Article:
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Discussion Starter #1
Hey guys, I just bought a 71 GT and I'm already in love. I don't plan on doing too much to it besides new wheels and paint in a year or two, but as someone who loves my imports (300ZX TT and GTI 1.8T) I really like the tuner look and a part of that is ride height. I was wondering if there was anyway to lower the front suspension?

I've found lowering springs for the rear which drop it 40mm but I can't seem to find anything for the front. Is there anything available? I looked up some stuff in the forum and saw that some people sometimes cut the springs or use springs out of a different car, but being so new to the Opel I don't want to guess on it so any information you could lend me I would appreciate !

Thanks

(PS heres what it looks like)

 

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Just Some Dude in Jersey
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14,606 Posts
I was wondering if there was anyway to lower the front suspension?

Well, yeah, you could buy lowering springs, but, gee, that costs money. If you want to be a REAL Opeler, you gotta think CHEAP(as in "cheapskate"). With CHEAP in mind you could.....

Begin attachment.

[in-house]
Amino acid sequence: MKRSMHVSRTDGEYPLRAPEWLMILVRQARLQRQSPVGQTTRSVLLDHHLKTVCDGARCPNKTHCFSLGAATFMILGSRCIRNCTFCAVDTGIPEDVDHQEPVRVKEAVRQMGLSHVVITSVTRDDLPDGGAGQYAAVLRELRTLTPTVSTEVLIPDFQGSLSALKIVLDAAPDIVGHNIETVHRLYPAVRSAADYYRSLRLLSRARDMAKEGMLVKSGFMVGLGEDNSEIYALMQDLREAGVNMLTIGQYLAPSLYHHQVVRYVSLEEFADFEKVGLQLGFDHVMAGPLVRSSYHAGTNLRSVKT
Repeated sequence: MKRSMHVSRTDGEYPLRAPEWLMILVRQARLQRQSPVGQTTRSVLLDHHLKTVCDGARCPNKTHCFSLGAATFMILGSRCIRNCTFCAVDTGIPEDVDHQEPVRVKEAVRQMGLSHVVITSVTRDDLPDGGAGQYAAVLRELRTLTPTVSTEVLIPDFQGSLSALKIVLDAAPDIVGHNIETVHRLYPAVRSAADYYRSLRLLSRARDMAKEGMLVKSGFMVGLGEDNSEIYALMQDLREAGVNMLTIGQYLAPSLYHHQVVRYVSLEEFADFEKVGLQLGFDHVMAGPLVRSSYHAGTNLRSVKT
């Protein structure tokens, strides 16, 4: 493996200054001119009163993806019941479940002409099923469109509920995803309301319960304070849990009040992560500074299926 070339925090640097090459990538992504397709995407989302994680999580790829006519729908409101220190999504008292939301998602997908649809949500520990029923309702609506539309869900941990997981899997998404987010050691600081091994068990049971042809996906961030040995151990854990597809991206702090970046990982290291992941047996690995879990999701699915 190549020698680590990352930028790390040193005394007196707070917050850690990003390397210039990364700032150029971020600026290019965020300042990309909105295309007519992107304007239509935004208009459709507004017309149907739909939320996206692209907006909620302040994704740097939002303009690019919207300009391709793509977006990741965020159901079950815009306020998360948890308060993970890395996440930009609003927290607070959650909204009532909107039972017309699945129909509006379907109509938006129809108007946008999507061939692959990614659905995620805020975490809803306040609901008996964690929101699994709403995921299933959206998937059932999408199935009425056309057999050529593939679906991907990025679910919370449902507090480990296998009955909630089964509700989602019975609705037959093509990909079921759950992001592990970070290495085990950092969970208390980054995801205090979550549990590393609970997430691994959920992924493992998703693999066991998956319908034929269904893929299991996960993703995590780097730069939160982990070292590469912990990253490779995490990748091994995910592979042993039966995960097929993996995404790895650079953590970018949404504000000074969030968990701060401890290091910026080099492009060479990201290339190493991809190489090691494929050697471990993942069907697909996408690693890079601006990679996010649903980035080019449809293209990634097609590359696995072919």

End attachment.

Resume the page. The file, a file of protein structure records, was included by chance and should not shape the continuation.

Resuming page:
1) Put cinder blocks under the rear wheels

2) Let some air out of the front tires

3) Remove the front tires

4) Drive the car into a ditch

5) Park on a hill

6) Fill the nose of the car with scrap metal

7) Remove the front spring and just ride on the shocks(Heavy Duty recommended)


:lmao:
 

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Befuddled
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227 Posts
Well, yeah, you could buy lowering springs, but, gee, that costs money. If you want to be a REAL Opeler, you gotta think CHEAP(as in "cheapskate"). With CHEAP in mind you could.....

1) Put cinder blocks under the rear wheels

2) Let some air out of the front tires

3) Remove the front tires

4) Drive the car into a ditch

5) Park on a hill

6) Fill the nose of the car with scrap metal

7) Remove the front spring and just ride on the shocks(Heavy Duty recommended)


:lmao:
#6 obviously requires your belly pan to be intact (not swiss cheese like so many out there), and able to support the weight of said scrap metal... :cool:
 

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Just Some Dude in Jersey
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14,606 Posts
#6 obviously requires your belly pan to be intact (not swiss cheese like so many out there),